It’s no longer journalism. It’s messaging strategy. It’s Fox redux, only centrist instead of conservative. But to what extent does the public believe it’s still journalism?
The example I use, of course, is not isolated. I see it on CNN (and other network and cable news outlets) far too often.
I guess that’s why it’s called “programming.” Thanks for your comment.
Thanks for your inside perspective, JS. Enlightening, to say the least. To say more, it has the makings of a major article.
Not to depress you, but … well … I guess I’m going to depress you anyway with these three stories:
1. “60 Minutes” wanted to air parts of one of our commercials in its segment to demonstrate the fierce competition in our industry. Naturally, we were thrilled with the idea of about $2 million worth of free advertising, but bizarrely enough, we had run out of budget for paying residuals to our actors. So, we checked with the union to see if this came under a news show’s fair use doctrine, and found that they defined “60 Minutes” not as news, but as entertainment.
So, we paid the residuals.
2. My wife, when only 17, broke a regional news story in her high school newspaper that got picked up by the Seattle Times, Post-Intelligencer, and all the other dailies in Washington and Oregon (not that they gave her attribution for breaking it, mind you). She later went on to be editor-in-chief of a daily reaching 30,000 workers at the Puget Sound Naval Shipyard (again, at 18). She then went to college to study journalism on a full-ride Hearst Scholarship. She quickly found that her journalism classes largely involved the art of figuring out what story she wanted to write, then structuring her questions to get the quotes she wanted.
She dropped journalism.
3. I was on a local school board task force to study the effects of reporting class rank to colleges on admissions, financial aid, and internal high school gamesmanship. After an extensive and rigorous research process reviewing both anecdotal and hard data, conducting scores of interviews with high school counselors and admissions officers at some of the US’s most elite colleges, and reviewing the data in sometimes contentious task force proceedings, we came to the unanimous conclusion that reporting class rank, in our district, reduced the odds that our children would get into the colleges of their choice, shut off avernues to many merit scholarships, and caused our students to play GPA maximization games that hurt their education.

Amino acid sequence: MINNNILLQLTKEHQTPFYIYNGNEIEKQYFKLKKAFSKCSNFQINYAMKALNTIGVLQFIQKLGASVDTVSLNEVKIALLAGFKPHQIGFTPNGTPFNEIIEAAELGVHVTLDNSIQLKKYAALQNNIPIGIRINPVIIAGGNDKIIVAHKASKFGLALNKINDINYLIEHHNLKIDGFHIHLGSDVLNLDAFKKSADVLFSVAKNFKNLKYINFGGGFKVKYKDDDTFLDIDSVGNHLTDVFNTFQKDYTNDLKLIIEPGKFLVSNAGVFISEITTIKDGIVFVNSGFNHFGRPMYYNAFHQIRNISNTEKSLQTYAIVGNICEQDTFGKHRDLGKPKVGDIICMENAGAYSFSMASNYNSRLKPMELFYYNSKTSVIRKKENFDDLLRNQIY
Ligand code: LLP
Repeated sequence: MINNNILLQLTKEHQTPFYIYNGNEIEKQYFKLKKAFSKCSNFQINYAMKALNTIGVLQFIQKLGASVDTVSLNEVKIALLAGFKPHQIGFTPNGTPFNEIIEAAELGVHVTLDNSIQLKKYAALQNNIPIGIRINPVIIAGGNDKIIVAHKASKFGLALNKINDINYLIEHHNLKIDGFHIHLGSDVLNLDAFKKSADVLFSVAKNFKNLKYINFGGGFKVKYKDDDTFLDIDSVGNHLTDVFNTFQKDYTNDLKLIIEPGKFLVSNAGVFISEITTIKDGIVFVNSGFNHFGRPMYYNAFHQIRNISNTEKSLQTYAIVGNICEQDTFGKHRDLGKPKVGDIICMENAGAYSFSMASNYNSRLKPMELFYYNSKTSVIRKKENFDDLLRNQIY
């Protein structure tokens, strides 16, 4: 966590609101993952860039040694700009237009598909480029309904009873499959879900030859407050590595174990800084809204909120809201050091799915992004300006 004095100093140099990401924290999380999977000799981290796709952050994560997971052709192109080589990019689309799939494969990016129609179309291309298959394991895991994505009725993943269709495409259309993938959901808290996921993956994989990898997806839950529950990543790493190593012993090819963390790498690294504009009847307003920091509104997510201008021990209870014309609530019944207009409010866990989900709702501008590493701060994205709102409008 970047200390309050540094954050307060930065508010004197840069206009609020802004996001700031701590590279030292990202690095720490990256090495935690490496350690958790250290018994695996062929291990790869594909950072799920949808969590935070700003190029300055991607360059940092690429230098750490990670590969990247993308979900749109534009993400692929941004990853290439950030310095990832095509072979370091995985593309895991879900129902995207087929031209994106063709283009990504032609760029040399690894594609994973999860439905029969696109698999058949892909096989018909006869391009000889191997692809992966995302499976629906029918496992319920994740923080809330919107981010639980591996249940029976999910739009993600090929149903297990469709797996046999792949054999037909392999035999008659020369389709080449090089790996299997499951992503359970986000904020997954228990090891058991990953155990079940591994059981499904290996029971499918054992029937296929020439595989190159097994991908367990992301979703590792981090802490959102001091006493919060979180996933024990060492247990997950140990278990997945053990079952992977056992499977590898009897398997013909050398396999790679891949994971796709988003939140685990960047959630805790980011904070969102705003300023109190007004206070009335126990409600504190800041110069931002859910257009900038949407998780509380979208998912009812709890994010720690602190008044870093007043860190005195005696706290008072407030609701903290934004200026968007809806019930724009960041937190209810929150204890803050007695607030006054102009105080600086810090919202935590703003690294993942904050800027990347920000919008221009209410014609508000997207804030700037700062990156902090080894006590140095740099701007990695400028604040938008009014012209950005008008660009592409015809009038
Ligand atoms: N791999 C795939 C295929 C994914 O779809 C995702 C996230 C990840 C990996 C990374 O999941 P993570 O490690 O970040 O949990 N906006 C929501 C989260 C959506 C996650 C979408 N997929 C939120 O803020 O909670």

The unanimous vote took about 1 minute after 3.5 months of hard work on our parts, in a group that was strongly divided on the question when we started.
In the process of telling the community our recommendations, the “New York Times” came out with an article critical of the general movement towards withholding class rank from admissions officers. The reporter in question used quotes from admissions officers critical of the trend. The only quotes in support of withholding class rank came from some high school guidance counselors whose comments focused on how hard it was on the kids not to be #1. In other words, the article’s slant was that failing to report class rank was mollycoddling, anti-competitive, anti-excellence, and HURTING admissions chances.
So, I exchanged e-mails with the reporter in question, since he had just made my job MUCH harder (in fact, some parents showed up to community meetings with his article in hand). He admitted that he started with an angle that was contrary to most past articles on the subject, and that this was the only way to do the story since, “Why go over old ground?” When I mentioned conflicting evidence available from a quick google search, including the only rigorous study done on the topic by a professor at CUNY, which wouldn’t even be a long-distance phone call for him, his answer was something to the effect of, “Oh yes. I heard of that professor, but that wasn’t the story I was doing.”
Keep fighting the good fight, Doc.
Pass the hemlock, pls.
Thanks for taking the time to depress me at such length. 🙂
I can only say that in the 1970s, when I arrived in the newsroom, I had good teachers who knew what news was. Sometimes the most basic of questions are never asked:
How much does it cost?
Who’s gonna pay for it?
Those two questions alone would take journalists to so many unexpected destinations … yet they’re rarely asked.
But I was taught to ask them — and then print the answers, no matter who they please or displease.
I need a drink …
“In fact, however, most Americans are down with torture. The forbidden-ness of it and its often gradually increasing intensity simulate the sex that much of them arenâ€™t getting.”
This may be the greatest thing you have ever written. 🙂